“Written from the unusual perspective of a navigator, this is a compelling account of the air war against Germany.” —Publishers Weekly
They began operations out of England in the spring of ’43. They flew their Flying Fortresses almost daily against strategic targets in Europe in the name of freedom. Their astonishing courage and appalling losses earned them the name that resounds in the annals of aerial warfare and made the “Bloody Hundredth” a legend.
Harry H. Crosby—soon to be portrayed by Anthony Boyle in the miniseries Masters of the Air developed by Tom Hanks and Steven Spielberg—arrived with the very first crews, and left with the very last. After dealing with his fear and gaining in skill and confidence, he was promoted to Group Navigator, surviving hairbreadth escapes and eluding death while leading thirty-seven missions, some of them involving two thousand aircraft. Now, in a breathtaking and often humorous account, he takes us into the hearts and minds of these intrepid airmen to experience both the triumph and the white-knuckle terror of the war in the skies.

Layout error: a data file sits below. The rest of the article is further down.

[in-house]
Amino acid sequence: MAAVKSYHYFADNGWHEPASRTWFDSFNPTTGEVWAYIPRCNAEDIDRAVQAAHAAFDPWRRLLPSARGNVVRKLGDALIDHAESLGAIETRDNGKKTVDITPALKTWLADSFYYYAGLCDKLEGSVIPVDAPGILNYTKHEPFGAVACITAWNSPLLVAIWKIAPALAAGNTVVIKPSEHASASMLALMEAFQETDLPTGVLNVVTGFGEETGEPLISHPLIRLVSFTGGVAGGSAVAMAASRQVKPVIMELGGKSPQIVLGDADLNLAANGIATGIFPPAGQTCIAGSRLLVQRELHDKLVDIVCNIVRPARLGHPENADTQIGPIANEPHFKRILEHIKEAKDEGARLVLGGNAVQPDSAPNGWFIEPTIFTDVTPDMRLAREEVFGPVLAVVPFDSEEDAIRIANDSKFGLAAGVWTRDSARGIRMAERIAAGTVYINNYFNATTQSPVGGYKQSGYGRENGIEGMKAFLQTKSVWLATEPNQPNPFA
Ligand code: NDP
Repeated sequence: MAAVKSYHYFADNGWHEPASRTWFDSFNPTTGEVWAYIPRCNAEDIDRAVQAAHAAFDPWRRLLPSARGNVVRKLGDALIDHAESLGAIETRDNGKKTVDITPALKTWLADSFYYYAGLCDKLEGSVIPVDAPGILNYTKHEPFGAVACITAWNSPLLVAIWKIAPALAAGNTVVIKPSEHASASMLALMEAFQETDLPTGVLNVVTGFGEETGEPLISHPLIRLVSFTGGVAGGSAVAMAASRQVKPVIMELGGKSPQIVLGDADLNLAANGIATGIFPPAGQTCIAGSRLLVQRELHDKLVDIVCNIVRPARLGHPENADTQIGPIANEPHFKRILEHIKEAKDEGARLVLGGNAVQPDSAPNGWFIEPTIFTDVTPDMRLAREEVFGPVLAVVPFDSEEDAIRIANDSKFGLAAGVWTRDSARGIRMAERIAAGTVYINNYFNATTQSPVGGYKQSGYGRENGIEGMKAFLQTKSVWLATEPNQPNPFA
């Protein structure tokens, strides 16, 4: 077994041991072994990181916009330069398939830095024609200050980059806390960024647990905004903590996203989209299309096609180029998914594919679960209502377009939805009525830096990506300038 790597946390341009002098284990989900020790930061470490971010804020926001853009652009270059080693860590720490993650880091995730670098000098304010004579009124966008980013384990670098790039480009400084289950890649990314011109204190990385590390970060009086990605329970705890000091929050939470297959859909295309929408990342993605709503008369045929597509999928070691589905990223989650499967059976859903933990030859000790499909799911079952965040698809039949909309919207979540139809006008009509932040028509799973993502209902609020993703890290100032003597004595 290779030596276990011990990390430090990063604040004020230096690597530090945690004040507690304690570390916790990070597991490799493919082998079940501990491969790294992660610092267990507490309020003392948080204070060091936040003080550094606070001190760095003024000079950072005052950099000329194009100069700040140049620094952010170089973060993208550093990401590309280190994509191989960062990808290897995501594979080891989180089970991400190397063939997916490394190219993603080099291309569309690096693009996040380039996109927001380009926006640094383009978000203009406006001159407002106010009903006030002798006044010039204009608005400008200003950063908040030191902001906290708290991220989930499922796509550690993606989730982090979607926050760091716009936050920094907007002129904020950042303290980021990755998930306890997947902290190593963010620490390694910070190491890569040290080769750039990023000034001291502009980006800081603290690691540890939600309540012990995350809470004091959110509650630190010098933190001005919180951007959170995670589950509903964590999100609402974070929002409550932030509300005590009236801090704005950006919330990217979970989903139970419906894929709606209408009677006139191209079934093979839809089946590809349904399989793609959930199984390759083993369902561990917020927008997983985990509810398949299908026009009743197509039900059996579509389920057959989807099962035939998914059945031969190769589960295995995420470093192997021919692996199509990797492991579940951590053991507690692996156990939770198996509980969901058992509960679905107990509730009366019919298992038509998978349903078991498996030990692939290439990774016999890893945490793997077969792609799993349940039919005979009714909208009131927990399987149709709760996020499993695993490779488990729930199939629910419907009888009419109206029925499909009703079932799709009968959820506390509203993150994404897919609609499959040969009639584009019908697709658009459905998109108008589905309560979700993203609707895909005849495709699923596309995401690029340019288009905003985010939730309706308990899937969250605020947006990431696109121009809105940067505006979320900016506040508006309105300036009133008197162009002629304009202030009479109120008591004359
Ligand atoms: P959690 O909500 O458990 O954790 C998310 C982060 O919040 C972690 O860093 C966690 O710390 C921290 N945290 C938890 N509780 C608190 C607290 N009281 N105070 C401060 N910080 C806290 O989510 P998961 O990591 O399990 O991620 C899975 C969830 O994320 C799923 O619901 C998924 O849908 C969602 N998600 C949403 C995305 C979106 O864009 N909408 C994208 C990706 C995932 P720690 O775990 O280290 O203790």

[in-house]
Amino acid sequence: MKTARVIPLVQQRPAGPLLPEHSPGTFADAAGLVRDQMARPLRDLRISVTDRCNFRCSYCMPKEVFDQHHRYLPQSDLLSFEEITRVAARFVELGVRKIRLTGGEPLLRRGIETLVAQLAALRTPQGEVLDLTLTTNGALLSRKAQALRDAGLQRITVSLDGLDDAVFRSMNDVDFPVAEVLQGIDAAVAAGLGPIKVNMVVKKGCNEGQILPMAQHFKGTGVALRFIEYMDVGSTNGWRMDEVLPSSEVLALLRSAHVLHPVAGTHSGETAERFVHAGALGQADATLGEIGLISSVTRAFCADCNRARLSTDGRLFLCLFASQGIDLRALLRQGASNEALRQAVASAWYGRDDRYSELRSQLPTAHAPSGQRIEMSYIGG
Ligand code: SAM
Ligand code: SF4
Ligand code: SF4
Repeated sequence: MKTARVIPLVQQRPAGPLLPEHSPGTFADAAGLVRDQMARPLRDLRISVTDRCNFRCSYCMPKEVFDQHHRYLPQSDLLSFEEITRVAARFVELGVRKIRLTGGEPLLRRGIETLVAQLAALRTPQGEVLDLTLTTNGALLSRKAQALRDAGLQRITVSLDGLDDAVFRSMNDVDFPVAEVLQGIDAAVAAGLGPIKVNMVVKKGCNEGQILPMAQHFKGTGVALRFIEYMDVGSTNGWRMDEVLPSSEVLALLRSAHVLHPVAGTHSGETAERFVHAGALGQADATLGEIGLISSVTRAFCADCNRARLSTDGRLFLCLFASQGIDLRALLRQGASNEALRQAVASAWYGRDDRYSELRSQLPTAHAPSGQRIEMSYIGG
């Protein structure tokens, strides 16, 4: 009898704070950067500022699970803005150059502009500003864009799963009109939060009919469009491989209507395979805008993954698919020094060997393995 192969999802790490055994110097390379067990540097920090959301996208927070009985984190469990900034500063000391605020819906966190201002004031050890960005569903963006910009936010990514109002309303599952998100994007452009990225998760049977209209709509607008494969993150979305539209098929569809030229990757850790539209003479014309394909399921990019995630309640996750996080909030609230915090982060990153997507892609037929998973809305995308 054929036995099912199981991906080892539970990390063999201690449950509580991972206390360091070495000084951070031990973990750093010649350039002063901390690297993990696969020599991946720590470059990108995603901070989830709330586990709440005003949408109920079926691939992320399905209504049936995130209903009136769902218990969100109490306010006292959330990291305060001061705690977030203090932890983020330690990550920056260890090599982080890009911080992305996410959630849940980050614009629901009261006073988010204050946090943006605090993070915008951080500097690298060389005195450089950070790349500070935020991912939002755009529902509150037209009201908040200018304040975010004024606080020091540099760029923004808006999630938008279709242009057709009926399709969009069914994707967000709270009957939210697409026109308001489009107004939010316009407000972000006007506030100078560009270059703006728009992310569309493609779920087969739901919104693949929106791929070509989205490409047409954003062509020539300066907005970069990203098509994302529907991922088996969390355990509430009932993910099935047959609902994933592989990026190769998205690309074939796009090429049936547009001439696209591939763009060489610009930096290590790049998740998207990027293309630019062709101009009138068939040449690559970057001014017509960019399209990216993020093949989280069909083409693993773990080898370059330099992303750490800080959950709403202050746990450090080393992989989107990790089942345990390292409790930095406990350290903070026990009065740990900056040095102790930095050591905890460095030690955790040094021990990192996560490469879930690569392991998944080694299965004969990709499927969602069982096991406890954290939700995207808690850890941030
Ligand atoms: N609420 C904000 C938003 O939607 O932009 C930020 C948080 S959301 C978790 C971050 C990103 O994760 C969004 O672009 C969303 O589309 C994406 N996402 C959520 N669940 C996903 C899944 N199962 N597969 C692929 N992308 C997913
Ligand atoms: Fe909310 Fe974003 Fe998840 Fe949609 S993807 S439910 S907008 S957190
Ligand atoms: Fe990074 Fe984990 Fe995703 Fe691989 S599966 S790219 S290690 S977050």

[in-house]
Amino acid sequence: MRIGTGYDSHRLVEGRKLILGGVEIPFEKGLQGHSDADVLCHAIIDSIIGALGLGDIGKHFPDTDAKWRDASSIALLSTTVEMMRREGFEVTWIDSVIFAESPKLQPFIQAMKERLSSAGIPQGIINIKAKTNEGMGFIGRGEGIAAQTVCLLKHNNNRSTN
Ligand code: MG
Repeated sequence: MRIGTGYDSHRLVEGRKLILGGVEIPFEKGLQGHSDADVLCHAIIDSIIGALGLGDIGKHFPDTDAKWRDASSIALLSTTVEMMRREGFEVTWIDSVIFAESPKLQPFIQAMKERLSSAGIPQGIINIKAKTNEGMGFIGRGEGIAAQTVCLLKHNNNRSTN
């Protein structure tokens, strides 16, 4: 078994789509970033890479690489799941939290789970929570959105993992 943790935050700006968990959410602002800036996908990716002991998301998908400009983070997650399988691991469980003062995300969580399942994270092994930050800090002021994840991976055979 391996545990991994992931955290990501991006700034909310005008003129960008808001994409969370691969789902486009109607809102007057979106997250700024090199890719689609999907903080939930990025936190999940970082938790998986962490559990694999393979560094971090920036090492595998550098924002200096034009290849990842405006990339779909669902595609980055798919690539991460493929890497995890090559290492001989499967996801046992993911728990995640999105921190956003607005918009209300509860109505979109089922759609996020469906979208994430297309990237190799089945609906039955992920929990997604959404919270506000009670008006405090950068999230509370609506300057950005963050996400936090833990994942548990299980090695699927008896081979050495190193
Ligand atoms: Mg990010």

“Affecting . . . A vivid account . . . Uncommonly thoughtful recollections that address the moral ambiguities of a great cause without in any way denigrating the selfless valor or camaraderie that helped ennoble it.” —Kirkus Reviews
“Re-creates for us the sense of how it was when European skies were filled with noise and danger, when the fate of millions hung in the balance. An evocative and excellent memoir.” —Library Journal
“The acrid stench of fear and cordite, the coal burning stoves, the heroics, the losses . . . This has to be the best memoir I have read, bar none.” —George Hicks, director of the Airmen Memorial Museum